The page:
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MIT/ILP Calendar Event

Leadership and the Lens: Learning at the Intersection of Innovation and Image-Making

October 2-4, 2017

Overview

A few days spent away is precious little time to make a difference in your leadership capability, but Leadership and the Lens makes the most of that time by immersing participants into a different world of dynamic possibilities. Co-taught by MIT?s Hal Gregersen (The Innovator?s DNA) and Sam Abell (The Life of a Photograph), this workshop uses a familiar tool?the camera?to explore how unseen opportunities reveal themselves?and how the most effective leaders spot them, before it?s too late.


Gregersen and Abell discovered for themselves the deep resonance of their work when they met at the Santa Fe Photographic Workshops. Expecting Abell?s mentorship to make him a better photographer, Gregersen was surprised to find it also enriched his own research on leadership. His interviews with 200+ senior executives of the world?s most innovative companies?people like Salesforce.com CEO Marc Benioff and Cirque du Soleil CEO Daniel Lamarre?had led him to see that groundbreaking solutions start with catalytic questions. Now he saw that his core advice on how to reimagine organizational strategies and cultures mapped directly onto what Abell has taught for decades about creating photographs worthy of National Geographic.


To frame better questions, most leaders need to check habits and beliefs they have gained over life-long careers?for example, that they must always be confidently right and quick to call others to action. Seeing new possibilities for an organization often demands the opposite: an eagerness to find what one is dead wrong about, a willingness to step back and quietly listen, and a patience to take in the dynamics of a situation, especially an uncomfortable one. By putting themselves in contexts that compel them to adopt these new attitudes, leaders raise their odds of surfacing questions that can unlock entirely new avenues of value creation. In the same way, the best photographers commit themselves to daily habits that develop deep seeing skills. They patiently ?compose and wait? out in the field, where vulnerability often leads to inevitable, powerful images. They learn to study their settings as deeply as their subjects, and as they do, images (and life itself) light up.


Gregersen and Abell lead this workshop with all the enthusiasm that comes from their discovery of a novel, hybrid method of learning. Past participants have called it a transformative experience. To approach the world with eyes wide open and a camera in hand is to be inquisitive. It provokes questions like: What surprises will I encounter? How will I capture them? What message am I trying to share?and what will the images I produce say about me and my values as a leader? Spend these few days in Cambridge, and discover what new capabilities might develop in you.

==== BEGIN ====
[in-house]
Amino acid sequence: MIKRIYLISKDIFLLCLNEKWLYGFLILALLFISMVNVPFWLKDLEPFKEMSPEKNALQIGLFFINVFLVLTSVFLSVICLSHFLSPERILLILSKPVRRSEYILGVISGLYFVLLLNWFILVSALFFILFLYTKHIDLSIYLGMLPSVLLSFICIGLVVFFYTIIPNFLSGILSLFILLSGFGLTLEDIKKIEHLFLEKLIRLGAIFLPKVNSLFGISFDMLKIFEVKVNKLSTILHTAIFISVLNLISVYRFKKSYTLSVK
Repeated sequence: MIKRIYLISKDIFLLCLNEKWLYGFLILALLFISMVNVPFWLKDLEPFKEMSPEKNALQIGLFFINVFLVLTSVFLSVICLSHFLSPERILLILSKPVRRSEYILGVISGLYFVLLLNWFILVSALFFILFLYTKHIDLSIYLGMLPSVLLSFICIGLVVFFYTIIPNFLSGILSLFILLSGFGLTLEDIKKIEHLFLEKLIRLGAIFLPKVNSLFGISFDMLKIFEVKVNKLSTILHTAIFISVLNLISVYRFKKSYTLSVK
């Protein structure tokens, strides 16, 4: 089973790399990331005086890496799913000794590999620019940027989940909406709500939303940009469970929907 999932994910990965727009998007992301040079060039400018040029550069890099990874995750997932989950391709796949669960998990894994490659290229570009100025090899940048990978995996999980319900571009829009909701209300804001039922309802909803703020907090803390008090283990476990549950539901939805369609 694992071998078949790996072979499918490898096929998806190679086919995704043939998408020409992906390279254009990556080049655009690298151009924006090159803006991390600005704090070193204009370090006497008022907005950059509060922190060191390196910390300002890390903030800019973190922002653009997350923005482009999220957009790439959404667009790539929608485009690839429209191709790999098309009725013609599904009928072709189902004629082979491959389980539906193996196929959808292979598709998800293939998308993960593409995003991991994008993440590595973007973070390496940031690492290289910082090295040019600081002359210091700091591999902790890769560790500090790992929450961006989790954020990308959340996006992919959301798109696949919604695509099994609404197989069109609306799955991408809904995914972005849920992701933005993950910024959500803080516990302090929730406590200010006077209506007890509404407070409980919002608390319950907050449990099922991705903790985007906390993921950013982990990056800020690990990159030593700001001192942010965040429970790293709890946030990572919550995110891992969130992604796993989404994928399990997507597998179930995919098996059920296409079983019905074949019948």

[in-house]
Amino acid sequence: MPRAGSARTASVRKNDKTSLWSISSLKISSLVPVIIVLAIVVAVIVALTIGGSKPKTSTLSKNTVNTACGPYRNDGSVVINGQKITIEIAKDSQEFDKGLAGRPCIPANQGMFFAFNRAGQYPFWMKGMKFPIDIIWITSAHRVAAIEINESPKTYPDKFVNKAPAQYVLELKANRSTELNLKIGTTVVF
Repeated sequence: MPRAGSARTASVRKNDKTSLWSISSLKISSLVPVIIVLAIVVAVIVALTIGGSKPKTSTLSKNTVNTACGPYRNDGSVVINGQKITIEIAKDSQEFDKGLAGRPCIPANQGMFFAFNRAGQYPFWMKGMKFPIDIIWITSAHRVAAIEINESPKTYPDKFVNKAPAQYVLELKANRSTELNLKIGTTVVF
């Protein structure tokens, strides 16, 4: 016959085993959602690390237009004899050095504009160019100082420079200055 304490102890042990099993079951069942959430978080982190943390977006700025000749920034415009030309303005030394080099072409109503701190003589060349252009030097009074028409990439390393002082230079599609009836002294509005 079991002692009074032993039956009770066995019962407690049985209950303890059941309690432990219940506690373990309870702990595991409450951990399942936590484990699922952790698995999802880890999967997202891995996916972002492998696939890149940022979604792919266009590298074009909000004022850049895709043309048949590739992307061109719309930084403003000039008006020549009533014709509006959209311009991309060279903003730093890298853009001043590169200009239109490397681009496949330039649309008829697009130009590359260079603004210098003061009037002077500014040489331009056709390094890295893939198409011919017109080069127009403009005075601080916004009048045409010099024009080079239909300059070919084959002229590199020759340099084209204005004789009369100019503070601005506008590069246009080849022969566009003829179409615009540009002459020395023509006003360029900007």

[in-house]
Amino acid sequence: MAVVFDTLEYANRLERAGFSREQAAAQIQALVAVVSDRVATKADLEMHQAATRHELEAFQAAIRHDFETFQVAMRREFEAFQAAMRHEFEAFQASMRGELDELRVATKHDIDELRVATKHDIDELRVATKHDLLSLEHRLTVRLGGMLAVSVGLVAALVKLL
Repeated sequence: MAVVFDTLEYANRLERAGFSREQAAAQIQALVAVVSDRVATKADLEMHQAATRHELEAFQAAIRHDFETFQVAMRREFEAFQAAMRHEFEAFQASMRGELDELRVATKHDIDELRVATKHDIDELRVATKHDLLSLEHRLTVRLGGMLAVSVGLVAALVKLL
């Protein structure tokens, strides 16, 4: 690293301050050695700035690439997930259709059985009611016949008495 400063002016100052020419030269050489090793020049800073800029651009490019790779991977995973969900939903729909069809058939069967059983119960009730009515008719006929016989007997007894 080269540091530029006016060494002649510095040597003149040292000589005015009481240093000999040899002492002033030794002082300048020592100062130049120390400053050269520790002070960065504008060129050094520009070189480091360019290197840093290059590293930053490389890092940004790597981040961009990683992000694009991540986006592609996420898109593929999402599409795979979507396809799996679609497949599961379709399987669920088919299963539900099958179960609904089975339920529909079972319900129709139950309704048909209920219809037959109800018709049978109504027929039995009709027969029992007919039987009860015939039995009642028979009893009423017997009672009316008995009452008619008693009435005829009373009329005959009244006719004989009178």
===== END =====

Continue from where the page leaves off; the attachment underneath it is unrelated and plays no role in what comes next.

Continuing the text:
This program is offered in association with Santa Fe Photographic Workshops, and is limited to 15 participants. Registered participants will be asked to submit 10-15 photographs they have taken, as valuable input to the instruction.


Please note: The program was formerly known as "Innovation and Images: Exploring the Intersections of Leadership and Photography."

Expect to leave this program with new insights regarding:

  • How leaders of the world?s most innovative organizations approach their work differently.
  • Why some questions prove especially ?catalytic?? capable of breaking down barriers and accelerating progress in new directions.
  • How exploring the intersection of two disciplines that combine art and science?leadership and photography?enhances creativity in both.
  • How simple changes in behavior and perspective increase your chances of encountering assumption-challenging input and exploring its implications.
  • Why the quest to uncover ?what you don?t know you don?t know? is central to both game-changing innovation and great image-making.
  • What prevailing conditions, deliberately sought or constructed by the leader, cause fresh questions to arise continually and productively?

Location

Cambridge, MA

MIT is located in Cambridge, Massachusetts. The campus, situated in close proximity to Boston’s Logan International Airport, profits from Boston’s excellent public transportation system and the on-campus Tech Shuttle. The closest subway station is Kendall Square, which acts as a commercial center for MIT and the local community.

Registration

ILP members receive a 15% discount on all MIT Sloan Executive Education open enrollment programs held in Massachusetts. ILP members receive a 15% discount on all MIT Professional Education courses. To obtain the discount code, click here (you must be signed in to this website as an ILP member to access the code).